Fibrogenesis is the natural wound-healing response to tissue injury. Scar tissue is produced in an effort to limit and encapsulate the area of injury. While acute injury activates fibrogenic pathways, it is when hepatocellular injury is persistent that significant fibrosis accumulates, ultimately leading to the development of cirrhosis. The transformation of normal to fibrotic liver and then cirrhosis is a complex process involving key components, including both hepatic parenchymal and non-parenchymal cells, the immune system, cytokines, proteinases and their inhibitors. This chapter is an overview of our current understanding of hepatic fibrogenesis and provides a framework to understand non-invasive markers of fibrogenesis and potential antifibrotic strategies.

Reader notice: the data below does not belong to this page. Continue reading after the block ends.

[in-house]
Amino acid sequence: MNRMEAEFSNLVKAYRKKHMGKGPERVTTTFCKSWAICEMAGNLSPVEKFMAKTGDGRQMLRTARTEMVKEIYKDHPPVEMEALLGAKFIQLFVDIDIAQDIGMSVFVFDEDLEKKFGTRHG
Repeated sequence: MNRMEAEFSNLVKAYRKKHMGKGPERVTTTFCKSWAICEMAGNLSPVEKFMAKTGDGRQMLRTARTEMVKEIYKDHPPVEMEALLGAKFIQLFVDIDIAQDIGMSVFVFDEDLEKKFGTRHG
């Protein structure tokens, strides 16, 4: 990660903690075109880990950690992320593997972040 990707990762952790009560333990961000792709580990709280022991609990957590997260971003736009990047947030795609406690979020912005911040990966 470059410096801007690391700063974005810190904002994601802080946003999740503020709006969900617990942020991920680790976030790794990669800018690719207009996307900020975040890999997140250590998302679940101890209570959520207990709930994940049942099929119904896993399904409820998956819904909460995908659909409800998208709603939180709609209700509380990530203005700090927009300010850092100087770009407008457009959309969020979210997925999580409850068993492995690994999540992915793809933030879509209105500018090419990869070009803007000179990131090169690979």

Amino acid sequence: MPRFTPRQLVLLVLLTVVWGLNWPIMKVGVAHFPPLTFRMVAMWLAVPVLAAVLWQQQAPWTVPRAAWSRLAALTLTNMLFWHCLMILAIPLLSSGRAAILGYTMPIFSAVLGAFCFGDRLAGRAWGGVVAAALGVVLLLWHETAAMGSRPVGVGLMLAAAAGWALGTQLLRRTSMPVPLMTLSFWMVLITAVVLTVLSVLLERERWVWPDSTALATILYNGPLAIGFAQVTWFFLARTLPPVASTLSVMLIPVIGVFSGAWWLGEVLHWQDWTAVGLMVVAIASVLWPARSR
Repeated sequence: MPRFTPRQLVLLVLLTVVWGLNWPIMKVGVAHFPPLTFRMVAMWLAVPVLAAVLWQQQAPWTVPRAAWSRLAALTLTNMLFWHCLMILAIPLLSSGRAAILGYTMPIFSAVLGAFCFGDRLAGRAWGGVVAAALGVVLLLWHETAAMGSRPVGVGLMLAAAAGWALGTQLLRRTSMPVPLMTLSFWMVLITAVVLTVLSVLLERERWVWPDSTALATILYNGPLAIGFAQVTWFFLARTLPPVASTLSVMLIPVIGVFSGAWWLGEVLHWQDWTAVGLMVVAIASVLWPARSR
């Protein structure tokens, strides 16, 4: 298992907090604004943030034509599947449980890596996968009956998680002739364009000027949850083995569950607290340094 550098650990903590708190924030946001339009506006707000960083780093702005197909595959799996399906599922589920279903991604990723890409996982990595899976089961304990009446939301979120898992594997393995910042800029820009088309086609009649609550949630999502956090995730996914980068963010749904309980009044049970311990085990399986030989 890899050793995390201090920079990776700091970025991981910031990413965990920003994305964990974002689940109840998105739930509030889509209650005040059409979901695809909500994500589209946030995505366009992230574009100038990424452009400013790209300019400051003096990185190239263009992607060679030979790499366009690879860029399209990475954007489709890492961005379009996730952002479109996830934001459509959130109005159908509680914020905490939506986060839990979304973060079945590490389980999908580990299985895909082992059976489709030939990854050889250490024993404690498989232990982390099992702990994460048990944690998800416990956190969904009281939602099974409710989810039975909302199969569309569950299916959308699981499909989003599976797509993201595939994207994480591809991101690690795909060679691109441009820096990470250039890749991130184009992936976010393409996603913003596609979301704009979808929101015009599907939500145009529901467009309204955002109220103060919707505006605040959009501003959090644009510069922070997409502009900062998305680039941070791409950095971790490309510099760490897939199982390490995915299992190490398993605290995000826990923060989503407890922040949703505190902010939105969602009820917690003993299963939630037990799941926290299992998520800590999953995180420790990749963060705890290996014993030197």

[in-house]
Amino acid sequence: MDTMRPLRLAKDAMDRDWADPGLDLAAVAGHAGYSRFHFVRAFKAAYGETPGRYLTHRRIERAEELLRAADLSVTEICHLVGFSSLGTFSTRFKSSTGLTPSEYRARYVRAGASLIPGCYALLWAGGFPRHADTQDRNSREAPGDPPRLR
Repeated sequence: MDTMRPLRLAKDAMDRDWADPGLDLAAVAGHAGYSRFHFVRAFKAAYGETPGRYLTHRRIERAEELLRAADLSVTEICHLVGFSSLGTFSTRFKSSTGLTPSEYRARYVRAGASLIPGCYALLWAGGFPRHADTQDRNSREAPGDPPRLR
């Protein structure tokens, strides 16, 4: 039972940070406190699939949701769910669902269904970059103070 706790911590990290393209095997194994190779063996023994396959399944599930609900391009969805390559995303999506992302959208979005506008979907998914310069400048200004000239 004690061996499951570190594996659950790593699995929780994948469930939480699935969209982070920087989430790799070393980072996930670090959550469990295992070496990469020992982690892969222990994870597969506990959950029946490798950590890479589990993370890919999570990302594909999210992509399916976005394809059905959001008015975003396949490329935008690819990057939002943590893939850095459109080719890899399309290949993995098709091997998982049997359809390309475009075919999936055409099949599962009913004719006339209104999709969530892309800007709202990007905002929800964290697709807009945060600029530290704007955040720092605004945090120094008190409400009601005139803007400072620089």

|Title of host publication||Sherlock's Diseases of the Liver and Biliary System, 12th Edition|
|Number of pages||9|
|State||Published - 5 May 2011|
- Antifibrotic strategies
- Hepatic stellate cell
- Matrix degradation
- Non-invasive marker of fibrosis